Thus began the Gillette era, where the man conquered peaks and jungles — and chronicled his exploits for the likes of National Geographic and Esquire, all while being sponsored by brands that now sign athletes on the Gillette blueprint. The North Face didn’t invent the idea of the quotable, amicable, eloquent jock who also happened to be in the one-tenth-of-one-percent who could climb, ski, and suffer like nobody else: Ned Gillette showed the outdoor industry how to market itself. He was self-branding well before Instagram and Twitter. And even as purists scoffed, legions followed. The norm wouldn’t be the hairball; people who wanted sponsor dollars would be like Ned Gillette.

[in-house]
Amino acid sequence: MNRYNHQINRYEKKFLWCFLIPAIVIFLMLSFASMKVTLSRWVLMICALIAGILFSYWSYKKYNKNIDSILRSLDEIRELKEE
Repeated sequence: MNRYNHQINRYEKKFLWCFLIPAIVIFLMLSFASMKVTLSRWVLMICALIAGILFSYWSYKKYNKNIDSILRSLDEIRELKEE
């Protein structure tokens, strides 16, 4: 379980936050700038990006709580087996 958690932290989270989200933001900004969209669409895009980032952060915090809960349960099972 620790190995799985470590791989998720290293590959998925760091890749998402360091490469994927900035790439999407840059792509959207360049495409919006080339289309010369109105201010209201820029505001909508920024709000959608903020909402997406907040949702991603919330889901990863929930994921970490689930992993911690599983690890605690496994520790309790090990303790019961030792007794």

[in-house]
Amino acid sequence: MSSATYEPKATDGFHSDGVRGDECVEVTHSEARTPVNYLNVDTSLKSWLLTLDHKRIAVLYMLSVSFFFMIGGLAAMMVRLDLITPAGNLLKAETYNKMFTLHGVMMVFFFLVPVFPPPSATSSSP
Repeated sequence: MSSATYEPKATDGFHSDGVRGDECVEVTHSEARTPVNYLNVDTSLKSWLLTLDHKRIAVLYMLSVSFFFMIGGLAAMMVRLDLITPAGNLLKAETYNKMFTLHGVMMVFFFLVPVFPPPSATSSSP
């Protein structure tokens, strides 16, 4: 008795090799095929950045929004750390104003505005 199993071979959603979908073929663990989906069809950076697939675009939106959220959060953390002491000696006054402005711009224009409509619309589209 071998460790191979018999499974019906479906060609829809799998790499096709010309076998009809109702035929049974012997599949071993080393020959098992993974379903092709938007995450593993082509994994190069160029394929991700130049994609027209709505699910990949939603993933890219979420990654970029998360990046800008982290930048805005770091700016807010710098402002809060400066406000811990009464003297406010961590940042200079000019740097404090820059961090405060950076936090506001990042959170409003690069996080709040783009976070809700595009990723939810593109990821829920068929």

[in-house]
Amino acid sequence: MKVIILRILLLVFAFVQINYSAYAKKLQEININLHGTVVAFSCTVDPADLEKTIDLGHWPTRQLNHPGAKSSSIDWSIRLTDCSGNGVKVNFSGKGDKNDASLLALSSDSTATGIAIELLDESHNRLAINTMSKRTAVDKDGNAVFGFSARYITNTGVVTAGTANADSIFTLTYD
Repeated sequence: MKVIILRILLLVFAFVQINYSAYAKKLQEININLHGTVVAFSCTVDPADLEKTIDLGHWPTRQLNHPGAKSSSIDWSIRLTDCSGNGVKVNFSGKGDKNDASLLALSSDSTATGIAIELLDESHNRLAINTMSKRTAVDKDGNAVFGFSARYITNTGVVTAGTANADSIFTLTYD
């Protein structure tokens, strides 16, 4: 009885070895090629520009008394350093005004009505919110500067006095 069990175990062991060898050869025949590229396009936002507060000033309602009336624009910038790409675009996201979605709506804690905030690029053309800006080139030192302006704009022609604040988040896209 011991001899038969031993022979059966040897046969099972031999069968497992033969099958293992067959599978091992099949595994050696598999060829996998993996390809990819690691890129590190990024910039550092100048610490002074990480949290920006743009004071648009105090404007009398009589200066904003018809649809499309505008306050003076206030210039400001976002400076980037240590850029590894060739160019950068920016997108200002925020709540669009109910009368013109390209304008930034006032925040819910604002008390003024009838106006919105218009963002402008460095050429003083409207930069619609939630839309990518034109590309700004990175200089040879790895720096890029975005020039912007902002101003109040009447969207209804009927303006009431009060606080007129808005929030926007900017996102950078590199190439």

But Ned wasn’t just marketing his “brand.” He was still pushing boundaries, like the first telemark ski descent of Aconcagua, a solo climbing/skiing journey through Uganda while the nation was wracked by war, and in 1988, a brutal, two-week, 600-mile row across the Drake Passage from Chile to Antarctica in an open dory. The crew made it, but the self-righting craft was constantly capsizing, and it was an expedition short on glory and long only on Gillette’s mighty will. And building that trip and making it happen drove Gillette and Reynolds to split up.
It was a turn that led Gillette to former skiing Olympian Suzy Patterson, kid sister of Pete Patterson, Gillette’s climbing partner on Aconcagua. Everyone thought it was an oil-and-oil combo, two fiercely athletic, vivacious people, each one the star. Somehow, though, it worked. Really, they were soul mates and well suited to adventures, too.
Together they climbed Mt. Rainier, snuck into Tibet to climb 25,355-foot Gurla Mandhata, and retraced 6,000 miles of the old Silk Road from China all the way to Europe.